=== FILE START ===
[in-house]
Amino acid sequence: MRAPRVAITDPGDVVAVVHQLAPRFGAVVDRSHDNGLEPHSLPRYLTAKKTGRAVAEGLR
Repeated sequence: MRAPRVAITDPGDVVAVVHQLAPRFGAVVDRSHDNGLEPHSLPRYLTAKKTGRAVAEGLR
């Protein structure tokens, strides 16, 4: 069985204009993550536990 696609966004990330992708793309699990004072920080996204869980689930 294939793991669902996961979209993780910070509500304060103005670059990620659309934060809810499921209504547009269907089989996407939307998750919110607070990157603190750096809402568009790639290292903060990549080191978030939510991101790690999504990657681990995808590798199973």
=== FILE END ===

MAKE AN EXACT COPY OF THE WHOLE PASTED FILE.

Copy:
[in-house]
Amino acid sequence: MRAPRVAITDPGDVVAVVHQLAPRFGAVVDRSHDNGLEPHSLPRYLTAKKTGRAVAEGLR
Repeated sequence: MRAPRVAITDPGDVVAVVHQLAPRFGAVVDRSHDNGLEPHSLPRYLTAKKTGRAVAEGLR
């Protein structure tokens, strides 16, 4: 069985204009993550536990 696609966004990330992708793309699990004072920080996204869980689930 294939793991669902996961979209993780910070509500304060103005670059990620659309934060809810499921209504547009269907089989996407939307998750919110607070990157603190750096809402568009790639290292903060990549080191978030939510991101790690999504990657681990995808590798199973």